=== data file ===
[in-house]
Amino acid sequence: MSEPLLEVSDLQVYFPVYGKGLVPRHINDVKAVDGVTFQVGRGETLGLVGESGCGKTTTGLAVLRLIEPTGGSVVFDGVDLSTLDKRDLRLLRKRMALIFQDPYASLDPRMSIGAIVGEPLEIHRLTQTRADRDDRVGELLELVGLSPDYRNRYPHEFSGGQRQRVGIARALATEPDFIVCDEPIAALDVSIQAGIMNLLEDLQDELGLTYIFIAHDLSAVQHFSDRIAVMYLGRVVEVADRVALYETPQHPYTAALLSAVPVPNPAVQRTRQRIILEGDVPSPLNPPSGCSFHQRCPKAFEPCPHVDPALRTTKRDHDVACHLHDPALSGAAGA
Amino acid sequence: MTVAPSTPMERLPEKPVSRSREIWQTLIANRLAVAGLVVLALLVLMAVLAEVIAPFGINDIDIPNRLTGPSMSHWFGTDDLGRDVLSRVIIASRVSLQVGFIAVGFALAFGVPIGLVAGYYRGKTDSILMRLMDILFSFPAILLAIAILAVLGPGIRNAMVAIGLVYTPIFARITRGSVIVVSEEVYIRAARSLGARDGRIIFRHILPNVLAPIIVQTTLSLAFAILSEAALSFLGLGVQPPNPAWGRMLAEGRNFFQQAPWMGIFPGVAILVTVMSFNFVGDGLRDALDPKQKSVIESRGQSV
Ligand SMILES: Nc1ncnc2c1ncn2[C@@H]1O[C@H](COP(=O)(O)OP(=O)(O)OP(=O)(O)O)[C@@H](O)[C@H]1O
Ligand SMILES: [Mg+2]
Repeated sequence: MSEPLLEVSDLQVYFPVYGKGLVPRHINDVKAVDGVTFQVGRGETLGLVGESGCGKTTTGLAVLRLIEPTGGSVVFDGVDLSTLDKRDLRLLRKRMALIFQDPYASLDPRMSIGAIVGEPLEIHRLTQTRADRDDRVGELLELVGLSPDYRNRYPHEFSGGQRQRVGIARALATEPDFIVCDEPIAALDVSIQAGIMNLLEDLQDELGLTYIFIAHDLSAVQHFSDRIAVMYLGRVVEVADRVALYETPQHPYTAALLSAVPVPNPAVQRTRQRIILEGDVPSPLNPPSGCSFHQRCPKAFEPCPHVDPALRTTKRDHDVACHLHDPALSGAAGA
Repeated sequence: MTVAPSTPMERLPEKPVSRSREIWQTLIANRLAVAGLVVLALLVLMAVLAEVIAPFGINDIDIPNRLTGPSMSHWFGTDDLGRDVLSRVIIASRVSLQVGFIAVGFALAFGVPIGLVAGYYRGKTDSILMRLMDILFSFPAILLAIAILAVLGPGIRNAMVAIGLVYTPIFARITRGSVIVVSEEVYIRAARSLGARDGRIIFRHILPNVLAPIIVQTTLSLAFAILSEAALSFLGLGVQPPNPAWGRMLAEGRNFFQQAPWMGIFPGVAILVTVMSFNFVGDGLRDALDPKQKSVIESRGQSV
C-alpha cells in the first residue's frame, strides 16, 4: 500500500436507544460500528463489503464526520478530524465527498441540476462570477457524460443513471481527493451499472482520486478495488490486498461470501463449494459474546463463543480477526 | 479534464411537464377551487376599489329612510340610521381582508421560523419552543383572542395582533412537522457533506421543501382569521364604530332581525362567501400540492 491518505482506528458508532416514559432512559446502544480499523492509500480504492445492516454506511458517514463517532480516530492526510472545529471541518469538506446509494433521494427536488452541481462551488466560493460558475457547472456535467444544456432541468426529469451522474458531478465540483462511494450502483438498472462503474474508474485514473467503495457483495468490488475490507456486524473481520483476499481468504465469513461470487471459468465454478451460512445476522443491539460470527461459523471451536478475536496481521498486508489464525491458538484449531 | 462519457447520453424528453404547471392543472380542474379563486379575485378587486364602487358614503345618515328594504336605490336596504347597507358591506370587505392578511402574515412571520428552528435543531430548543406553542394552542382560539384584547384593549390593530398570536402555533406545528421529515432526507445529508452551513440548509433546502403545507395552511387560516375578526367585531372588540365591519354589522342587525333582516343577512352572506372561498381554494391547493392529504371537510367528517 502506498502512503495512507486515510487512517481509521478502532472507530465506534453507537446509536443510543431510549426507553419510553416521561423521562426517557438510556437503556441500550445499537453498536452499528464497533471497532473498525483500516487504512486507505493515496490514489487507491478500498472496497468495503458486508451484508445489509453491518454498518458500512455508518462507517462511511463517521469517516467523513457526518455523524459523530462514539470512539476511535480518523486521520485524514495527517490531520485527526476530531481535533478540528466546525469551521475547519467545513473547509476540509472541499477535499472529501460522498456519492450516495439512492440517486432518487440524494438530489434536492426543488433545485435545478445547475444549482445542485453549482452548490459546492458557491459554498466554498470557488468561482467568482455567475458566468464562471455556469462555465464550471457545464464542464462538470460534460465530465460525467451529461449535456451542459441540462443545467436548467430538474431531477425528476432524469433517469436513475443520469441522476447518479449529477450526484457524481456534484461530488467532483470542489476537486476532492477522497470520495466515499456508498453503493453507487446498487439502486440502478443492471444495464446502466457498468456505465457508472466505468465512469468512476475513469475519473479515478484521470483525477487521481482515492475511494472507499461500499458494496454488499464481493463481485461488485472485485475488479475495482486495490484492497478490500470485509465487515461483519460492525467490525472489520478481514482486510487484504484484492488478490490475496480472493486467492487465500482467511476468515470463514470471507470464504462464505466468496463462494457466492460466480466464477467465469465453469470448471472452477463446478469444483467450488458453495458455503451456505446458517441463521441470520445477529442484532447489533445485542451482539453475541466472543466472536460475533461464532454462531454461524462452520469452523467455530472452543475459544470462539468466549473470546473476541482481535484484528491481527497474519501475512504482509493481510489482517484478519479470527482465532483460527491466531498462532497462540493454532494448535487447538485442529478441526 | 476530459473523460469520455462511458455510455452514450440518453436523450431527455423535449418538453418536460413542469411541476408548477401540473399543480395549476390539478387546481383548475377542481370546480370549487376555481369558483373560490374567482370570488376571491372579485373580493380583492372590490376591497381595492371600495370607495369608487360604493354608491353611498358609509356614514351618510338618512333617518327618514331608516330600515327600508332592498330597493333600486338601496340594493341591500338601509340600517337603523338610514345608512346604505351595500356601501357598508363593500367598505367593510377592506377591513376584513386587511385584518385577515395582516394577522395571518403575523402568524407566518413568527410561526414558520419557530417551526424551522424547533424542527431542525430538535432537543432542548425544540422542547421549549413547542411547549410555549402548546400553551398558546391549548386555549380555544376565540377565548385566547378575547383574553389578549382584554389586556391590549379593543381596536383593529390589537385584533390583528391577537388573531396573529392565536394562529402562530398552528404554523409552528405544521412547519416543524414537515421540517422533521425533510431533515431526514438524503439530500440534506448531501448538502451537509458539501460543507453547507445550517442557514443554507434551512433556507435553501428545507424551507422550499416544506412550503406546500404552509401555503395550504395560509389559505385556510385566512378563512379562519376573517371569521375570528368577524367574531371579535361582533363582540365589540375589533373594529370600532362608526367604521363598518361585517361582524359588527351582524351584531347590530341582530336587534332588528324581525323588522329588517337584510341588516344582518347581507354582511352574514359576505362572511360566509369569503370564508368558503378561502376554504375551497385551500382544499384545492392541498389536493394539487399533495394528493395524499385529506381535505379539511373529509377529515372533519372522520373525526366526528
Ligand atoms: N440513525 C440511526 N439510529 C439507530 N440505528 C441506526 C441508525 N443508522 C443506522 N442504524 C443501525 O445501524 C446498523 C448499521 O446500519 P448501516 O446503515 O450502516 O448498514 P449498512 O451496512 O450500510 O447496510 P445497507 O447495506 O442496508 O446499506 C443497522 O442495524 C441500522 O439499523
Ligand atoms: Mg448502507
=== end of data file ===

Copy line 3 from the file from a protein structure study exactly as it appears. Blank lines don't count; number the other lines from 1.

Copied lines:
Amino acid sequence: MTVAPSTPMERLPEKPVSRSREIWQTLIANRLAVAGLVVLALLVLMAVLAEVIAPFGINDIDIPNRLTGPSMSHWFGTDDLGRDVLSRVIIASRVSLQVGFIAVGFALAFGVPIGLVAGYYRGKTDSILMRLMDILFSFPAILLAIAILAVLGPGIRNAMVAIGLVYTPIFARITRGSVIVVSEEVYIRAARSLGARDGRIIFRHILPNVLAPIIVQTTLSLAFAILSEAALSFLGLGVQPPNPAWGRMLAEGRNFFQQAPWMGIFPGVAILVTVMSFNFVGDGLRDALDPKQKSVIESRGQSV